I asked Raul once, if he knew anything about Larry. Raul said that Larry told him he was from the east coast and was completely estranged from his family. Larry lived in some bushes along side the state highway until a construction project forced him to move to another set of bushes next to the Municipal Gymnasium. Larry had told Raul that he stayed up at night because it was safer to be awake at night and sleep during the day when he was less vulnerable. Larry had admitted to Raul that he was basically anti-social and didn't stay in the shelters because he didn't like being around people and didn't like the rules.

My own observations of Larry was that he had some form of mental illness. He always spoke to us in a coherent fashion, but he often paced in a short, repetitive fashion, muttering to himself. I never saw him passed out on the streets, but he did admit to Raul that he liked to drink.

After some time, Larry became a bit of a problem. I was approached by some members of my crew, who were tired of the doorbell ringing in the late evening hours. They also felt that Larry was becoming demanding, wanting the crew to make fresh coffee if none was available. It was time to set some boundaries.

Raul told Larry that he needed to see his car parked in the F.D. parking lot, before ringing the bell. Larry was also told that he needed to arrive before nine pm, so that early sleepers would not be disturbed. Raul also agreed to answer the door between seven and nine, whether it was his turn or not. Although some members were still bothered by Larry coming around, it was mostly a tolerable arrangement. Some firefighters are more compassionate than others.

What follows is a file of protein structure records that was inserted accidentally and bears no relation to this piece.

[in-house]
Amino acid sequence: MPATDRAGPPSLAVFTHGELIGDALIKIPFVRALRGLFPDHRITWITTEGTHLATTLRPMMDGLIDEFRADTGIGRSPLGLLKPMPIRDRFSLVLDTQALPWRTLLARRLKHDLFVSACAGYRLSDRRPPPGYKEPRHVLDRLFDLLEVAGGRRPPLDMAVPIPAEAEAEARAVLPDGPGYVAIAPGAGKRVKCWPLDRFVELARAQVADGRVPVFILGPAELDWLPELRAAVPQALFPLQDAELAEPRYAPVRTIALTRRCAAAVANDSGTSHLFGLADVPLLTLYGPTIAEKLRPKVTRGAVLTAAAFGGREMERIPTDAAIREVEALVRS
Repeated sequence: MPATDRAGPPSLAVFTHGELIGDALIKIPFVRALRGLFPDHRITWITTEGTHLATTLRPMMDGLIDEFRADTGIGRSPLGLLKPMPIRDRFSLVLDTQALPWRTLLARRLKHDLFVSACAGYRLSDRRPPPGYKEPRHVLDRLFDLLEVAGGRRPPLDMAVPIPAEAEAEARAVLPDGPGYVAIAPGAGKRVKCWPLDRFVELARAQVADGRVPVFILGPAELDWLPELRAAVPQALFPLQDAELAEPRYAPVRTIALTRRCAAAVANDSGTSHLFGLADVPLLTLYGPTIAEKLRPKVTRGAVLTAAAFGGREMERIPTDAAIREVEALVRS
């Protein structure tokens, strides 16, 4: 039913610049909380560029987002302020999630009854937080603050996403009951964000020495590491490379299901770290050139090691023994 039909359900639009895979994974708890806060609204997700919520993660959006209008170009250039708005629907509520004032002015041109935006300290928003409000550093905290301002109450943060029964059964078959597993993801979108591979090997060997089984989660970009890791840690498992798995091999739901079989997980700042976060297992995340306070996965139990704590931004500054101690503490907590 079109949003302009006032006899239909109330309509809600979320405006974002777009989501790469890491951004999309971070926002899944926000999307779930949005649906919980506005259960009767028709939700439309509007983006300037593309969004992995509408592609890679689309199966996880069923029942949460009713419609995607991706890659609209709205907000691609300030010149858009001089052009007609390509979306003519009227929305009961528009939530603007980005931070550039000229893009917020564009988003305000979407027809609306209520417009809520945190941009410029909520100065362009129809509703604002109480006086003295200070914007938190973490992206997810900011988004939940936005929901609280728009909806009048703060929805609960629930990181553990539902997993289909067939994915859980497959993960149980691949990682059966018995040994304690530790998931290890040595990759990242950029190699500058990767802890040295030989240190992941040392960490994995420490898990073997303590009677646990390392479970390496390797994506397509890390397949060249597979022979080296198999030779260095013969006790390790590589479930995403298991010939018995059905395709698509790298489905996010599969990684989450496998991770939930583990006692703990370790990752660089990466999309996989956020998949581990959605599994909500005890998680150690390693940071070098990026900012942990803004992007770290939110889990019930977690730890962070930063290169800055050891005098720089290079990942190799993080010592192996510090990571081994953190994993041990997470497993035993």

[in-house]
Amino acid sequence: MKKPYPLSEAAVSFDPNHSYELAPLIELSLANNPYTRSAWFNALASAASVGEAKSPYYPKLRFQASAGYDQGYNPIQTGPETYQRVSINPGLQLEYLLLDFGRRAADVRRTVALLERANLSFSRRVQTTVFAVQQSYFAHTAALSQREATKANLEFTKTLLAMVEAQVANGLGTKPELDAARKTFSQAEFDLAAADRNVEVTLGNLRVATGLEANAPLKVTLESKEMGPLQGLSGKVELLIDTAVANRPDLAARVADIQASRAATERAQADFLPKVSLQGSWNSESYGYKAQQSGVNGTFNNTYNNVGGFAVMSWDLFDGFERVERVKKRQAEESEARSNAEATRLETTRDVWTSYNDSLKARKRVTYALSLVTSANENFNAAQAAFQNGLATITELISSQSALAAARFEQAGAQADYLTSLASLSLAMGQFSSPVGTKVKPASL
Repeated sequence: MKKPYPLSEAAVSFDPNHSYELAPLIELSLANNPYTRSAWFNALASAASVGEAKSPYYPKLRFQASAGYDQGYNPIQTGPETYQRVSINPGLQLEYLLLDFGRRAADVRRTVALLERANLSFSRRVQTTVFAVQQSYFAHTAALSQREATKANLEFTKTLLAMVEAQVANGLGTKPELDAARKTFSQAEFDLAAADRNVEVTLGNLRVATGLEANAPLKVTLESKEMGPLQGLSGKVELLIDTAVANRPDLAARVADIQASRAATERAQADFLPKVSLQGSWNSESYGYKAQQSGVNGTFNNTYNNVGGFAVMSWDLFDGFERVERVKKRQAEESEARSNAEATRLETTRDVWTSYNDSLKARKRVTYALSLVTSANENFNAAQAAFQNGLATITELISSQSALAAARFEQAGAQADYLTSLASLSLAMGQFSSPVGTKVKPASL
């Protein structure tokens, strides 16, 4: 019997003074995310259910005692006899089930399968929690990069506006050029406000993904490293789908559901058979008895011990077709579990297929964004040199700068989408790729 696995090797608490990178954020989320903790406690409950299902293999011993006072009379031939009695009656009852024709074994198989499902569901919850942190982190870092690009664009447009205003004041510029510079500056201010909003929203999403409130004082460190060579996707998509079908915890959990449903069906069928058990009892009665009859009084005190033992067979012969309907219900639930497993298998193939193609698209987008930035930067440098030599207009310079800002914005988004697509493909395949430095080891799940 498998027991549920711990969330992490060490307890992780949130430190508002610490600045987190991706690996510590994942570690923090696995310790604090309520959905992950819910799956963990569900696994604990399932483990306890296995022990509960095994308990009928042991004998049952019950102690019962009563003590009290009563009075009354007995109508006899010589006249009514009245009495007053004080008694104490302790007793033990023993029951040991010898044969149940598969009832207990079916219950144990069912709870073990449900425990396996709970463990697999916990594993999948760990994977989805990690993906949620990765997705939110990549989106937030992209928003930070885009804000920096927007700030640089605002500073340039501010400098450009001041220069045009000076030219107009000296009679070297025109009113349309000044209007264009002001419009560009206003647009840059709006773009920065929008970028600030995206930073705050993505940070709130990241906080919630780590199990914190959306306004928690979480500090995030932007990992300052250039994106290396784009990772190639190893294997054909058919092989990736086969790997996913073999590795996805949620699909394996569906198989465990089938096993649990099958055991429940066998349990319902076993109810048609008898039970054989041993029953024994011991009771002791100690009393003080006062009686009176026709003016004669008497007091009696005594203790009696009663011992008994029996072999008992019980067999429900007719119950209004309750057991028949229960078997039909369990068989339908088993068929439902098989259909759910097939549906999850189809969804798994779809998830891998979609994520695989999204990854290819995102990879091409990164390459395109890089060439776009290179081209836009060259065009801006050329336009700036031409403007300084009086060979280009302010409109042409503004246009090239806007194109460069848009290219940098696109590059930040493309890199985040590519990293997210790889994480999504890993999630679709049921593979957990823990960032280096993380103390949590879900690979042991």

Larry was a district fixture for years. It all came to an end when the engine took a call for a man down in the bushes next to the Municipal Gym. Larry was DRT (dead right there) and was not a viable patient. Larry was just another unattended, premature transient death.

I don't know whether Larry's family ever claimed his body or whether they even were notified. Raul retired a short time later. Meanwhile another transient has likely claimed Larry's spot in the bushes. To my knowledge, the haven't knocked on the station door. It is just a matter of time.

Thanks for reading,


  1. It is these small gestures of compassion and tolerance that gives me hope for our continued existence as a species on this world.

  2. Dear Captain Schmoe,
    I will go further than Wallfisher and say that Raul and the rest of your station (even the gripers) gave Larry his most constructive contact. Setting limits. Showing generosity.

    I really believe that Larry came for more than coffee or water for his noddles. It may be that he thought over these small encounters every day and learned how to ask for things, how to remember. This is another intangible that matters.

    Most sincerely,
    Ann T.

  3. Capt. Schmoe:

    It's tough, you wish you could do more, but at the same time, you end up having to resist being taken advantage of. I worked ER at the VA for a bit; we had to set limits on how much food we gave to people who were not going to be admitted. If word got out that if you went to the VA and they would feed you, we'd have no end of homeless and needy vets with "chest pain" plaguing our EMS system and clogging up the ER. Sometimes it felt harsh, and a few nurses would give more on their own, but it had to be done.

    Terrific blog post, as usual.

    The Observer